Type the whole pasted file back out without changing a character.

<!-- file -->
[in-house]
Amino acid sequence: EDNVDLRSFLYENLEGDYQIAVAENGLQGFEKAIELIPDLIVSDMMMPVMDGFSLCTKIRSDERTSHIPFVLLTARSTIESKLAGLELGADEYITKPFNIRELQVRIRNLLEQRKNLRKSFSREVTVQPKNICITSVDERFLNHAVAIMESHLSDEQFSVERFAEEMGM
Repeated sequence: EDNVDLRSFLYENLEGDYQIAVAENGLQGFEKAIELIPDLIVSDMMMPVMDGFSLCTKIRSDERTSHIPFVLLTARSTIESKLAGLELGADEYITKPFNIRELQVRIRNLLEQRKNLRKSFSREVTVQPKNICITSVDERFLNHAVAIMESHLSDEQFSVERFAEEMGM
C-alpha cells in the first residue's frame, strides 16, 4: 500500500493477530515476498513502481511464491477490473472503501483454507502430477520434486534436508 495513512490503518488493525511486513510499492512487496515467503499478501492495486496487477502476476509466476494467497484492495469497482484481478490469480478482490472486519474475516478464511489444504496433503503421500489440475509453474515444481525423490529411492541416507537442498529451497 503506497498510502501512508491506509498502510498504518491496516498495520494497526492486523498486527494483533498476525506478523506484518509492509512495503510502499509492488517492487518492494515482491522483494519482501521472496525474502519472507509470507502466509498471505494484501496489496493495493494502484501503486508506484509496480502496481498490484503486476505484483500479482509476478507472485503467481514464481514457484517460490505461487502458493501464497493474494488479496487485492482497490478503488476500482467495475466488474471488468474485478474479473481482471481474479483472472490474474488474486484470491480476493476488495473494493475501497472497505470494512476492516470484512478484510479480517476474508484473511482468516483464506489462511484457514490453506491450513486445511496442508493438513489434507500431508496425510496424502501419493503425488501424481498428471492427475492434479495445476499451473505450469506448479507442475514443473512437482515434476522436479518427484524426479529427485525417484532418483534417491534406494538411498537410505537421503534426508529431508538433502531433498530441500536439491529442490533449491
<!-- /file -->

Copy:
[in-house]
Amino acid sequence: EDNVDLRSFLYENLEGDYQIAVAENGLQGFEKAIELIPDLIVSDMMMPVMDGFSLCTKIRSDERTSHIPFVLLTARSTIESKLAGLELGADEYITKPFNIRELQVRIRNLLEQRKNLRKSFSREVTVQPKNICITSVDERFLNHAVAIMESHLSDEQFSVERFAEEMGM
Repeated sequence: EDNVDLRSFLYENLEGDYQIAVAENGLQGFEKAIELIPDLIVSDMMMPVMDGFSLCTKIRSDERTSHIPFVLLTARSTIESKLAGLELGADEYITKPFNIRELQVRIRNLLEQRKNLRKSFSREVTVQPKNICITSVDERFLNHAVAIMESHLSDEQFSVERFAEEMGM
C-alpha cells in the first residue's frame, strides 16, 4: 500500500493477530515476498513502481511464491477490473472503501483454507502430477520434486534436508 495513512490503518488493525511486513510499492512487496515467503499478501492495486496487477502476476509466476494467497484492495469497482484481478490469480478482490472486519474475516478464511489444504496433503503421500489440475509453474515444481525423490529411492541416507537442498529451497 503506497498510502501512508491506509498502510498504518491496516498495520494497526492486523498486527494483533498476525506478523506484518509492509512495503510502499509492488517492487518492494515482491522483494519482501521472496525474502519472507509470507502466509498471505494484501496489496493495493494502484501503486508506484509496480502496481498490484503486476505484483500479482509476478507472485503467481514464481514457484517460490505461487502458493501464497493474494488479496487485492482497490478503488476500482467495475466488474471488468474485478474479473481482471481474479483472472490474474488474486484470491480476493476488495473494493475501497472497505470494512476492516470484512478484510479480517476474508484473511482468516483464506489462511484457514490453506491450513486445511496442508493438513489434507500431508496425510496424502501419493503425488501424481498428471492427475492434479495445476499451473505450469506448479507442475514443473512437482515434476522436479518427484524426479529427485525417484532418483534417491534406494538411498537410505537421503534426508529431508538433502531433498530441500536439491529442490533449491